By Candradasa on Sat, 2 Jun, 2012 - 16:18In this talk given to the Triratna Buddhist Order International Convention, 2011, Vishvapani explores and re-imagines the life and teachings of the Buddha as they have come to us through stories about him and the ancient texts that enshrine his teaching.
By Candradasa on Sat, 2 Jun, 2012 - 15:16A jewel of a talk from Dhammadinna on how to cultivate a practice of reflection on the qualities of the Buddha that is relevant to your life experience, and your own culture. Taking as her theme, ‘Re-imagining the Buddha’, she opens up several key areas for us to contemplate - not least the practice of ‘waiting’ to let the images come to us.
This talk closes with a marvellous evocation of ‘felt presence’ (so key to any...
By lokabandhu on Sat, 2 Jun, 2012 - 10:33‘Imagining the Buddha’ was probably chosen as the theme of the 2012 Triratna International Retreat thanks to the influence of a paper entitled ‘Re-Imagining The Buddha’ jointly published by Sangharakshita and Subhuti some 18 months ago. Since then it’s become a theme widely studied and debated throughout Triratna. Sangharakshita introduces it like this:
“Towards the end of August, 2010, Subhuti and I had a series of discussions centred on the topic of the imagination. I had long...
Imagining the Buddha - by Maitreyabandhu. In this talk Maitreyabandhu explores his responses to Aloka’s remarkable new Buddha Rupa in the Padmaloka shrine room. You can see a glimpse of the image itself here.
“To live the Buddhist life, to become like the Buddha, we must imagine the Buddha. The goal must be embodied in our imaginations, our deepest energies gathered in an image of what we are trying to move towards.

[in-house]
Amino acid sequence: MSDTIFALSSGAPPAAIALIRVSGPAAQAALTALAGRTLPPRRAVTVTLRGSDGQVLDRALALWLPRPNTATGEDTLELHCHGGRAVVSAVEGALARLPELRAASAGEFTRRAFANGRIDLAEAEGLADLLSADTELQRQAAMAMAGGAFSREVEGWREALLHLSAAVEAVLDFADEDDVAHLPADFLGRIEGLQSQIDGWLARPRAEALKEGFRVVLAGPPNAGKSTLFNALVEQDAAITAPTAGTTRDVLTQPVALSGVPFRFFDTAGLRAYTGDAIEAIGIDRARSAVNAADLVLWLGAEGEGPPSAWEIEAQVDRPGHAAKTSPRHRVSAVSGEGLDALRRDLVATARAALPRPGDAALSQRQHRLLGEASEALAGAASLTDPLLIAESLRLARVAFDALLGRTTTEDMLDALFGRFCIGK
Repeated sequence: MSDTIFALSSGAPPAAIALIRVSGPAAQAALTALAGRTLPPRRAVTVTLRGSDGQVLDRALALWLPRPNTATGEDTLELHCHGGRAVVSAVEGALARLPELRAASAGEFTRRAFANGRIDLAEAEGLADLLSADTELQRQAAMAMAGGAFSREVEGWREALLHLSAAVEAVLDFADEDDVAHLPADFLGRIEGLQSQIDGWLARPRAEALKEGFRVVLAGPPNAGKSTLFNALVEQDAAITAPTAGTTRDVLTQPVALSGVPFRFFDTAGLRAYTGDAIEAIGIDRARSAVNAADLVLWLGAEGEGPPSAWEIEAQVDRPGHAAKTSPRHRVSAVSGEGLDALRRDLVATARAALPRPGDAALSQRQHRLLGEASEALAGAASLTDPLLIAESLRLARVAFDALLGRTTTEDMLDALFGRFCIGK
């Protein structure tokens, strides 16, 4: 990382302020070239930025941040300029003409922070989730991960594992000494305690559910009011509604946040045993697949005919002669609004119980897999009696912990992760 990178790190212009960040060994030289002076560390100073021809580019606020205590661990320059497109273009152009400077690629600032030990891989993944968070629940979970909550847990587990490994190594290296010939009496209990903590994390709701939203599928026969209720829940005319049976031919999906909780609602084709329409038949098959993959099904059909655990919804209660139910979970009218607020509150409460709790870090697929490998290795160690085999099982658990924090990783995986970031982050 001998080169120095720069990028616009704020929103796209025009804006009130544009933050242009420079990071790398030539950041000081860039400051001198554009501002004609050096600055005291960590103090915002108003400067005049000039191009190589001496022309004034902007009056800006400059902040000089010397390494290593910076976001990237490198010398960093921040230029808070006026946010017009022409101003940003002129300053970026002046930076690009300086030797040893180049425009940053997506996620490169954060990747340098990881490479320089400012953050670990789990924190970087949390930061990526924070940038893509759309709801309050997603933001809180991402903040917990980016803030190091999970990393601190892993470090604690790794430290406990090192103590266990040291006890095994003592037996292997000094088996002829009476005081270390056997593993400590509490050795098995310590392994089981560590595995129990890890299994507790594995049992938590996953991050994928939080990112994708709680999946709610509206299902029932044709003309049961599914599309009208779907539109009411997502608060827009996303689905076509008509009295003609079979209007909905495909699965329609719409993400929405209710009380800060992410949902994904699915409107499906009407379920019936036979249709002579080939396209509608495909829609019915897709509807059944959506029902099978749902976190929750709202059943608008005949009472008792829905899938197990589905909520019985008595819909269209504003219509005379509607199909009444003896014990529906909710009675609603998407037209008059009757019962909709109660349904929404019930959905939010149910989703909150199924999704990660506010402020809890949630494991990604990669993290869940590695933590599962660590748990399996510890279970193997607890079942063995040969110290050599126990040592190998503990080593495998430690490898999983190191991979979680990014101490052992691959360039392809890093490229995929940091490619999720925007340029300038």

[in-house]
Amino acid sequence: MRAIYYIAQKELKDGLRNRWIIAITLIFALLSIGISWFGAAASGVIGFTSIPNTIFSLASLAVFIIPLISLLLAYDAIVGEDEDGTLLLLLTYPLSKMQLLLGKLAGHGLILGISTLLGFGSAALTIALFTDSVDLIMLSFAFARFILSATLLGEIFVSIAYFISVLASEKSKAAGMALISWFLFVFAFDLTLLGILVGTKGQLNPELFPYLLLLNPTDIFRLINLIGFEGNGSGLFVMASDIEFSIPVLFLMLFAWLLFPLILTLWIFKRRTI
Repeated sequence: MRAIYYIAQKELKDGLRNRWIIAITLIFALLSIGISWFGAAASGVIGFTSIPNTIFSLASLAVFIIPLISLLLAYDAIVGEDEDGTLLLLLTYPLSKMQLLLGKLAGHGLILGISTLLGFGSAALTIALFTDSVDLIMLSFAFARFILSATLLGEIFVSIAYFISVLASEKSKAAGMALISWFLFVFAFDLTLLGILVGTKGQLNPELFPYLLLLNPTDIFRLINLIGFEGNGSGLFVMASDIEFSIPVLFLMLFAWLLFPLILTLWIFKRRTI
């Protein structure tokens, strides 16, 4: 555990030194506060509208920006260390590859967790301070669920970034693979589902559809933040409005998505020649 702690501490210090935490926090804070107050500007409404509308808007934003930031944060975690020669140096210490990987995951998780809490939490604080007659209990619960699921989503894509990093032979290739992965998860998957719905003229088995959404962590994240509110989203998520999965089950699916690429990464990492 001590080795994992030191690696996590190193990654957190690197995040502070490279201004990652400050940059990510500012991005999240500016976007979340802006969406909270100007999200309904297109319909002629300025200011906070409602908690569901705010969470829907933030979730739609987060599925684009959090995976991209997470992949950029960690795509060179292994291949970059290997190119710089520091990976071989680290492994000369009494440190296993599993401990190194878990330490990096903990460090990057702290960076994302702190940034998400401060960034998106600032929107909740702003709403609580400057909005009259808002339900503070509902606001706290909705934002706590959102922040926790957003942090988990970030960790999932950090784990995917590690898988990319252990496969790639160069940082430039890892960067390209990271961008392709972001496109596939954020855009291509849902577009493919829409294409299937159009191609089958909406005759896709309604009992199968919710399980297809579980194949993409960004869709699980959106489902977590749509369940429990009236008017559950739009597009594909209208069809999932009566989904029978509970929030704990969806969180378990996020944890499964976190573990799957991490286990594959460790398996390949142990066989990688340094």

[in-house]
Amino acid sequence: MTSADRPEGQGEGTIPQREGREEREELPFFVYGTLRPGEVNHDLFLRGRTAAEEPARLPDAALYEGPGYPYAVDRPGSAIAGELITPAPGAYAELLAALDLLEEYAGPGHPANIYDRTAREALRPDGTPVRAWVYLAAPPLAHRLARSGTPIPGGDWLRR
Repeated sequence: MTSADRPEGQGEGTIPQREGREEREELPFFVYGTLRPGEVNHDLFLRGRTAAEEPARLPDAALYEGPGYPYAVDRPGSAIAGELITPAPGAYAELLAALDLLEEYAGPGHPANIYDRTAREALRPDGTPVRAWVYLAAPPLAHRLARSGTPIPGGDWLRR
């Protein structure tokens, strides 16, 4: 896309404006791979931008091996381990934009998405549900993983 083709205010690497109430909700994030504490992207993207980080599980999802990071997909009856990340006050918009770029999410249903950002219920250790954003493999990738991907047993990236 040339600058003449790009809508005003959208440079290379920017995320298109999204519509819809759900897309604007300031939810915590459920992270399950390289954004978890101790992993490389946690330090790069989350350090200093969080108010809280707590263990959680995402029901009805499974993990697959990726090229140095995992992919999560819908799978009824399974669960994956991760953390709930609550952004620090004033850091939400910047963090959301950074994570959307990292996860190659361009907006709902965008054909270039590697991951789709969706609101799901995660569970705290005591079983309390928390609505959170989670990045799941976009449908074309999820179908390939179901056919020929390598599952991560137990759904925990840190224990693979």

… Imagination has direct access to its objects, in contrast to reason, which deals with concepts derived from experience. It is a means of knowing, its truths being symbolic rather than conceptual. As it matures, imagination becomes the faculty of faculties, combining and transcending reason, emotion, and the senses, whether physical or visionary.
Those who are truly creative know very well that imagination has in it something that is more than the individual. One cannot say that the poem or painting or music came from oneself, if it is at all successful; one did not will it: the creation seemed to will itself. This is important for us to understand if we wish to develop our imaginations. For the imagination to flower we must suspend our willing and allow something new to arise from beyond our conscious identity”.